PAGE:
Ah, the Dadaists! In college some friends and I started our own fraternity: Mu Alpha Epsilon, the Misinterpreted Abstract Expressionists. We thought the "Bicycle Wheel" was so cool. All the found art seems so quaint and tame now. Still, Cocteau's "Beauty and the Beast" film still amazes me -- those living walls and animated lanterns continue to haunt me. If you haven't seen this silent film, seek it out.

  8. Jim, in the palace it is always 2:00 a.m.! (In other people's palaces, it is another time--as in Giacometti's Palace, where it's always 3:00 a.m.)

    When your name is Ofili, perhaps you are drawn to offal. You didn't mention his brilliantly-colored, glittery "The Upper Room," with paintings of the disciples and a gold Christ in the form of rhesus macaques resting on balls of elephant kaka--all installed in David Adjaye's special walnut-panelled entrance and room made to suggest a chapel. In pictures, it seems that they have a stained-glass affect; the lighting actually throws color onto the floor, as in a church. There was an explosive reaction--but mostly about the fact that he was a trustee of the museum, so the Tate Modern purchase was a conflict of interest.

    There's a Guardian article with a lot of quotes from Ofili about religion: The hardest things to talk about with Ofili are ultimately the most important. "It's definitely not mocking of the Last Supper," he says. "But it's trying to paint it in a different way." His painting of The Holy Virgin Mary was taken as a deliberate insult, when, on the contrary, it was a serious attempt to come to terms with the polarities of existence and the nature of the beliefs with which Ofili grew up. "Religion is - I'm interested in it," he says. "I was brought up thinking about religion to a degree, and went to Catholic schools and college and went to church, like many other people. If I go to the National Gallery or to some older museums, I'll see a lot of religious painting. And so I'm looking at the content as well as how beautifully the face has been drawn in profile. So it's one of my subjects, along with other stuff." "Paradise Reclaimed," Guardian Unlimited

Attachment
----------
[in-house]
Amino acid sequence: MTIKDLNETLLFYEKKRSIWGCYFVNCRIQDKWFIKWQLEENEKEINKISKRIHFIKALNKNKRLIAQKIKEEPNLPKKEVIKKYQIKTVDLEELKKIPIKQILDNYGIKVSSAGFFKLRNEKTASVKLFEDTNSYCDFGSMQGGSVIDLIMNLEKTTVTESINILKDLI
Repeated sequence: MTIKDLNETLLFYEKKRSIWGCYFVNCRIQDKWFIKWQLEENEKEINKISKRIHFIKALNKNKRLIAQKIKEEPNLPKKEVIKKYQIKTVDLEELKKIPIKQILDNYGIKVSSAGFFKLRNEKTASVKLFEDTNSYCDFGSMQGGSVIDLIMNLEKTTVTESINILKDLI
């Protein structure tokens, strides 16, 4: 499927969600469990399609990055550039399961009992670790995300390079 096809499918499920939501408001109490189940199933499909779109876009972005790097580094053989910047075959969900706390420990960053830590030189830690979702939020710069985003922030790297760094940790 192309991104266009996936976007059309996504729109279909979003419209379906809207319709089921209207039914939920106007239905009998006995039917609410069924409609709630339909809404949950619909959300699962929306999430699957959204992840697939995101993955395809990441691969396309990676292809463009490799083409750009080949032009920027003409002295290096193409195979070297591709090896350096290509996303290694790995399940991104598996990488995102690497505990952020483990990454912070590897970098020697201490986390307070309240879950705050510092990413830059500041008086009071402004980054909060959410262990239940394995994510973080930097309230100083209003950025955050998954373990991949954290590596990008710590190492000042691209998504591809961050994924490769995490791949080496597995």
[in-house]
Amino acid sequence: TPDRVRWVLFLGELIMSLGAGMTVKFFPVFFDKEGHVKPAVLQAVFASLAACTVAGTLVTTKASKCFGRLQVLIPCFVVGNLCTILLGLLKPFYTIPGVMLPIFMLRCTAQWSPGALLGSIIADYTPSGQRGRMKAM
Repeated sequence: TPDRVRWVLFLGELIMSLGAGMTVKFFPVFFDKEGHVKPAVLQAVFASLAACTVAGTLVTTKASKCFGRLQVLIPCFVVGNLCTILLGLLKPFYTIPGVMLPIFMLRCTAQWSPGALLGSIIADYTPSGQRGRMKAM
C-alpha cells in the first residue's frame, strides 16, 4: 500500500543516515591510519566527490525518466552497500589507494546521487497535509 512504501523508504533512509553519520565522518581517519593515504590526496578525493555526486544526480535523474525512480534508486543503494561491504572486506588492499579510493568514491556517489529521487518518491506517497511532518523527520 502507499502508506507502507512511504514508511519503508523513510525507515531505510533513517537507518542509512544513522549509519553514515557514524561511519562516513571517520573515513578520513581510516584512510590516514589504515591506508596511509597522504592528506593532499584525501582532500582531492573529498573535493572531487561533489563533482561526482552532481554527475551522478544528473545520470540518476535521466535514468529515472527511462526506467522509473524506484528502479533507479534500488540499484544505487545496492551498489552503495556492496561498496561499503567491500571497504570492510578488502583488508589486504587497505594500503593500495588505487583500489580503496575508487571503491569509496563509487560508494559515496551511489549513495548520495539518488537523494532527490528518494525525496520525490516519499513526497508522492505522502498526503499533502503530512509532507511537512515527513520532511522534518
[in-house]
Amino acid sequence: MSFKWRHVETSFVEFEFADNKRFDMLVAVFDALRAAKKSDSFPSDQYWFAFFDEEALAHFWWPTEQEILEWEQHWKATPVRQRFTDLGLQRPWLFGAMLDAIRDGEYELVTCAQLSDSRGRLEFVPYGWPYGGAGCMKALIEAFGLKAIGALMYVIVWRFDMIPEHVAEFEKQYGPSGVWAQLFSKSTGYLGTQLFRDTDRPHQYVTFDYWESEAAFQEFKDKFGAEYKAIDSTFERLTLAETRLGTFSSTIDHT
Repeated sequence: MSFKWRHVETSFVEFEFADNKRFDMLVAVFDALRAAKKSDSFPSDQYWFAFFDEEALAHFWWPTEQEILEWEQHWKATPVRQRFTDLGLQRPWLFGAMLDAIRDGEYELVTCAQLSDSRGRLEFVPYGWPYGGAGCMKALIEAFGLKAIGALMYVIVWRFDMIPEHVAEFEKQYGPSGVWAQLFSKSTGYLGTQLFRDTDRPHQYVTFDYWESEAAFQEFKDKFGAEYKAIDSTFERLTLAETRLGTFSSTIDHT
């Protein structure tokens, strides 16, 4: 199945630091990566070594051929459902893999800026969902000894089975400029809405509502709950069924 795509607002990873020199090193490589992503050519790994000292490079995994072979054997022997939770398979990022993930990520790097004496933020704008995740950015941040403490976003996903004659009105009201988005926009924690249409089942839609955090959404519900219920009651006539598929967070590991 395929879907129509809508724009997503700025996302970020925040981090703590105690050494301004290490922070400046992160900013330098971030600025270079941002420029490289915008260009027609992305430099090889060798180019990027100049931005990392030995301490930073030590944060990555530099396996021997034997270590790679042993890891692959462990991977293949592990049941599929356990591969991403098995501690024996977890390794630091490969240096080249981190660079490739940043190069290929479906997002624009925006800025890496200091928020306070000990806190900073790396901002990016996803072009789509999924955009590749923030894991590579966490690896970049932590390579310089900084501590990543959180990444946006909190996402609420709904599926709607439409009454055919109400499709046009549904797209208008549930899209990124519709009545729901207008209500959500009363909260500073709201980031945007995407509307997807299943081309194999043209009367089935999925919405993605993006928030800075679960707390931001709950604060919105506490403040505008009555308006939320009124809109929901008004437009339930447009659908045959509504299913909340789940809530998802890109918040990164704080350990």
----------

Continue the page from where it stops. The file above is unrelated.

Ofili has been a little reluctant to say exactly what he thinks about that little matter of religion. One thing I find interesting is that former Christians and non-Christians who use Christian materials in art pick up power, though it's often rather undirected and remains unclear in meaning.

    Yes, I like Cocteau. Steve Cieslawski, who did the jacket of one of my books, is a very interesting contemporary surrealist painter--CFM Gallery online has a lot of his pictures.


Alas, I must once again remind large numbers of Chinese salesmen and other worldwide peddlers that if they fall into the Gulf of Spam, they will be eaten by roaming Balrogs. The rest of you, lovers of grace, poetry, and horses (nod to Yeats--you do not have to be fond of horses), feel free to leave fascinating missives and curious arguments.